Hidden in Plain Sight : The Bystander Effect and the Mobilisation of Modern Slavery Whistleblowing

Stevenson, Mark (2022) Hidden in Plain Sight : The Bystander Effect and the Mobilisation of Modern Slavery Whistleblowing. Supply Chain Management: An International Journal, 27 (1). pp. 128-139. ISSN 1359-8546

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Purpose The purpose of this study is to provide new insight into the modern slavery threat and to enhance its detection in supply chains by understanding and addressing barriers to whistleblowing. A broad definition of a whistle-blower is adopted, which includes any witness internal or external to an organisation. Design/methodology/approach This is a viewpoint paper that includes using news reports and other secondary data sources on a recent modern slavery scandal in garment factories in Leicester, UK and the lens of the bystander effect from the social psychology literature. The core focus is on whistleblowing by members of the local community in which an operation or supply chain is embedded. Findings The phenomenon of modern slavery being an “open secret” within the local community is highlighted. But rather than the case being characterised by widespread whistleblowing, the problem only came into full focus when poor working conditions and forced labour during COVID-19 lockdown restrictions contributed to the spread of the virus. It is argued that overcoming this “bystander effect” can lead to the greater mobilisation of modern slavery whistleblowing. Research limitations/implications Two sets of propositions and a conceptual model are provided and seven future research suggestions are outlined, including extending the present study to whistleblowing by victims and other internal members of an organisation or supply chain. Practical implications If it can be mobilised, then whistleblowing has the potential to be an important part of detecting modern slavery, either temporarily replacing audits where they are not possible due to social distancing restrictions or directing the use of limited auditing resources to high-risk factories. In this way, combinations of practices can be effectively used to tackle the threat. Social implications This contributes to addressing an important societal problem and one of the grandest challenges facing modern-day supply chains. This, it has been argued, is an even bigger problem now than ever before given the economic and market conditions created by the COVID-19 global pandemic. Originality/value This is the first paper to focus on operationalising the practice of whistleblowing as a source of greater supply chain intelligence to aid modern slavery detection. Causes of the bystander effect include the perceived low-emergency threat of modern slavery, the high-ambiguity environment, a low bystander responsibility and low assistance/intervention incentive. Countermeasures include elevating the emergency status of modern slavery, creating a shared sense of responsibility for tackling the problem, having clear reporting channels and taking swift and consistent action when instances of modern slavery are detected.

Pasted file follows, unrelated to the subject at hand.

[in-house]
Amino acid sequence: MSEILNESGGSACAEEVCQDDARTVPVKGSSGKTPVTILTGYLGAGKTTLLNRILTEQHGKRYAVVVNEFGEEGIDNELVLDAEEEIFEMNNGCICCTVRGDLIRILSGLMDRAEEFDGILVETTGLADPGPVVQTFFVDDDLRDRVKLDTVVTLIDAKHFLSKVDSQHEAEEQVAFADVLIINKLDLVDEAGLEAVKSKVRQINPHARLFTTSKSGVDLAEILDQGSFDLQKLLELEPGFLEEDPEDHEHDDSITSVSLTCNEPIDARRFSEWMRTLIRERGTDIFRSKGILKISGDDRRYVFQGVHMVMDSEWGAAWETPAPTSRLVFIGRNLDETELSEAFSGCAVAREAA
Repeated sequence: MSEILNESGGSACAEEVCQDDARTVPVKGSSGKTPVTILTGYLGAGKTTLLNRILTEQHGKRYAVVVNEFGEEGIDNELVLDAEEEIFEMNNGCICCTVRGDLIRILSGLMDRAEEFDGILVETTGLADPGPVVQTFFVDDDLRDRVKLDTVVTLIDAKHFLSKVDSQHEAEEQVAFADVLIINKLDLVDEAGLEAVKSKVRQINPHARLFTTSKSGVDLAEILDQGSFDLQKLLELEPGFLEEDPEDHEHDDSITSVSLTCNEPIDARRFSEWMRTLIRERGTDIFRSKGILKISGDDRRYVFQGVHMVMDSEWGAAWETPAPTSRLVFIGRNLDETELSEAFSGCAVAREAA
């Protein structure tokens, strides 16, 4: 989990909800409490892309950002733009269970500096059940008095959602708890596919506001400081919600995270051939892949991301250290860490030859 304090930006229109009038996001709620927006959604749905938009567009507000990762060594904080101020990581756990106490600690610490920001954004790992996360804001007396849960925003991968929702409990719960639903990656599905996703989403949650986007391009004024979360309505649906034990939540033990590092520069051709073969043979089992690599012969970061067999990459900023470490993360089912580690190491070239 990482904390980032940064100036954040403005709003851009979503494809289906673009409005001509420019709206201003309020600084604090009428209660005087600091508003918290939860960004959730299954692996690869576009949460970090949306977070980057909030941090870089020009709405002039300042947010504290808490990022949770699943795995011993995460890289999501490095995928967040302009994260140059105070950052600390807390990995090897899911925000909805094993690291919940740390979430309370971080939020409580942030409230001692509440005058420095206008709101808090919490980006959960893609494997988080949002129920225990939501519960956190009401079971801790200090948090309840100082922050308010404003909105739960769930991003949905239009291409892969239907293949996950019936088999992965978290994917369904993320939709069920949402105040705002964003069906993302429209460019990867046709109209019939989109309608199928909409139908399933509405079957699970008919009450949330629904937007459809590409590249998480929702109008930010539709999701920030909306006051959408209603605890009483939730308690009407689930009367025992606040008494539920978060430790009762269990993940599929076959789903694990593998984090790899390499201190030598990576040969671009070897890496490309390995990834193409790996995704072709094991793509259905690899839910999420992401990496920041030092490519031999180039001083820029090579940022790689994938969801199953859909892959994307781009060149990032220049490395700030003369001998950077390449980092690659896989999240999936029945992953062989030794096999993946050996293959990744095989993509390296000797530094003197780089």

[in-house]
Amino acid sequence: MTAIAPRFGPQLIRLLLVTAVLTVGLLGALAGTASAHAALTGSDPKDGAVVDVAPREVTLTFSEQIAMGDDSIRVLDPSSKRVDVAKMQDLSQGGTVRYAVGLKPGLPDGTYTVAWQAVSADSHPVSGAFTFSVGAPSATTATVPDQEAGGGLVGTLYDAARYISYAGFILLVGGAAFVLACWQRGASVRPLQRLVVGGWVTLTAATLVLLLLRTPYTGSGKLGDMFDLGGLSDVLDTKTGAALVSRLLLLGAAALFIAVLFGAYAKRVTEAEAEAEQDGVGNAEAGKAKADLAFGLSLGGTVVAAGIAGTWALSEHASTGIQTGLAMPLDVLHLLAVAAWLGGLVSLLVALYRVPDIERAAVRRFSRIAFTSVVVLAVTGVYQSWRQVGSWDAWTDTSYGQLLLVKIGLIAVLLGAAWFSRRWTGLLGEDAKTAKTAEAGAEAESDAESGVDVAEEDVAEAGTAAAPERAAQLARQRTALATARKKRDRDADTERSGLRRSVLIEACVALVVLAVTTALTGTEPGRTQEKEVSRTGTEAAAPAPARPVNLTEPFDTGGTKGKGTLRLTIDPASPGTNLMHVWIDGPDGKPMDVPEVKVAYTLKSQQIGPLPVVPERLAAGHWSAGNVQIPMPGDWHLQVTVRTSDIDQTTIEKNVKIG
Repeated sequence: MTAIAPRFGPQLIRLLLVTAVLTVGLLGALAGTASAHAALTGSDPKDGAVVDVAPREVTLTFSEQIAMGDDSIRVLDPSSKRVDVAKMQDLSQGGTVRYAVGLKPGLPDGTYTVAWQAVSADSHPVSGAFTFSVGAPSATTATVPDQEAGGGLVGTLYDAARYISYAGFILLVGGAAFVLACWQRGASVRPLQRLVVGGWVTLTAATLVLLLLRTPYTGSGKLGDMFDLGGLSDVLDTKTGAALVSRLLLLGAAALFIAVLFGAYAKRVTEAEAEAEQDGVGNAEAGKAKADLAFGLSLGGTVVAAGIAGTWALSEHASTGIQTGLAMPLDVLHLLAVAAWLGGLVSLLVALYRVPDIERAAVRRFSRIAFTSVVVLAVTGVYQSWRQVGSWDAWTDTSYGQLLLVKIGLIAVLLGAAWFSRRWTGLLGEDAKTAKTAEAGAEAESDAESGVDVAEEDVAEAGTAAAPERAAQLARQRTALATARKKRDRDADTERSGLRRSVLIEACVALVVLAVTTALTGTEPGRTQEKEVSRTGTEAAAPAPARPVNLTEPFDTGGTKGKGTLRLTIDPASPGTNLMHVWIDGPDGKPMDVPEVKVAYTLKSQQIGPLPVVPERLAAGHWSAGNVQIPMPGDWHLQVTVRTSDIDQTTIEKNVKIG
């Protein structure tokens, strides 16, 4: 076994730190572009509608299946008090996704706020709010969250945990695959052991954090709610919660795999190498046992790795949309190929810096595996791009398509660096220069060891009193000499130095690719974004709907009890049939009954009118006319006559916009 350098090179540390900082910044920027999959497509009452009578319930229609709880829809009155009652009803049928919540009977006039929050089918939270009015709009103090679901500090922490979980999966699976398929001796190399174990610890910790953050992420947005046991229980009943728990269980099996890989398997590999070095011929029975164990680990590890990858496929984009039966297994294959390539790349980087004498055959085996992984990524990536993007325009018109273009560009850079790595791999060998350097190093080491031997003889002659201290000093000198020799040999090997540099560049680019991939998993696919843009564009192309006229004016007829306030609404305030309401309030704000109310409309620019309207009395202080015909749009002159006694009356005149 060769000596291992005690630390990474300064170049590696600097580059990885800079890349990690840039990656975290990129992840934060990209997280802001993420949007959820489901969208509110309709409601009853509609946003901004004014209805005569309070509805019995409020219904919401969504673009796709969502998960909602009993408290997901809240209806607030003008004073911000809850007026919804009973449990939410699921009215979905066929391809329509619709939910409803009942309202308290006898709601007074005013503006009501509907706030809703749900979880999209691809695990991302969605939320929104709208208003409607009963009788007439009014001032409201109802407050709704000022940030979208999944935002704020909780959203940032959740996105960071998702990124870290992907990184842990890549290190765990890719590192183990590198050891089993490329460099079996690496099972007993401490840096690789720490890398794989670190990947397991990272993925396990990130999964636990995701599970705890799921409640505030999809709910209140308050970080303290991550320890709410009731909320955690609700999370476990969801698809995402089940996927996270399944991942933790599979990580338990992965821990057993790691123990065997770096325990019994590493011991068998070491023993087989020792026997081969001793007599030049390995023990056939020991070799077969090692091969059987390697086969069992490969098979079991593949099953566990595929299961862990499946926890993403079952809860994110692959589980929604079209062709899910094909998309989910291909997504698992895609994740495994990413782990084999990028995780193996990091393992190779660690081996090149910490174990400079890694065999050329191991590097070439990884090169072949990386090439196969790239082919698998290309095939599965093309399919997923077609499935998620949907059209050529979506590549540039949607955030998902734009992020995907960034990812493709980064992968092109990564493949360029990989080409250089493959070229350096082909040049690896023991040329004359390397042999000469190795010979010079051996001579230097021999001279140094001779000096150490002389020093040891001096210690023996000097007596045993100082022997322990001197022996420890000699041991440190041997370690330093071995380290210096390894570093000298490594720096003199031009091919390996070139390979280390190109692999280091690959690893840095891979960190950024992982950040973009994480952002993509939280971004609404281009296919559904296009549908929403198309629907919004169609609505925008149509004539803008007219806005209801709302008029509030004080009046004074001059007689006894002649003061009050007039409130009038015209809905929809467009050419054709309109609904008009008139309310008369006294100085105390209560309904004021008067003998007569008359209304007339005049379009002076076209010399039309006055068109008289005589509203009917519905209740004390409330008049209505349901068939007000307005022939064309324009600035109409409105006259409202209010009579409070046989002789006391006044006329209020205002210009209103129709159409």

Item Type:
Journal Article
Journal or Publication Title:
Supply Chain Management: An International Journal
Additional Information:
This article is (c) Emerald Group Publishing and permission has been granted for this version to appear here. Emerald does not grant permission for this article to be further copied/distributed or hosted elsewhere without the express permission from Emerald Group Publishing Limited.
Uncontrolled Keywords:
?? social factorssupply chain ethicssupply chain disruptionsmodern slaverysocial sustainabilitysupply chainbystander effectwhistleblowingstrategy and management ??
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Deposited On:
10 Feb 2021 11:38
Last Modified:
12 Feb 2024 00:39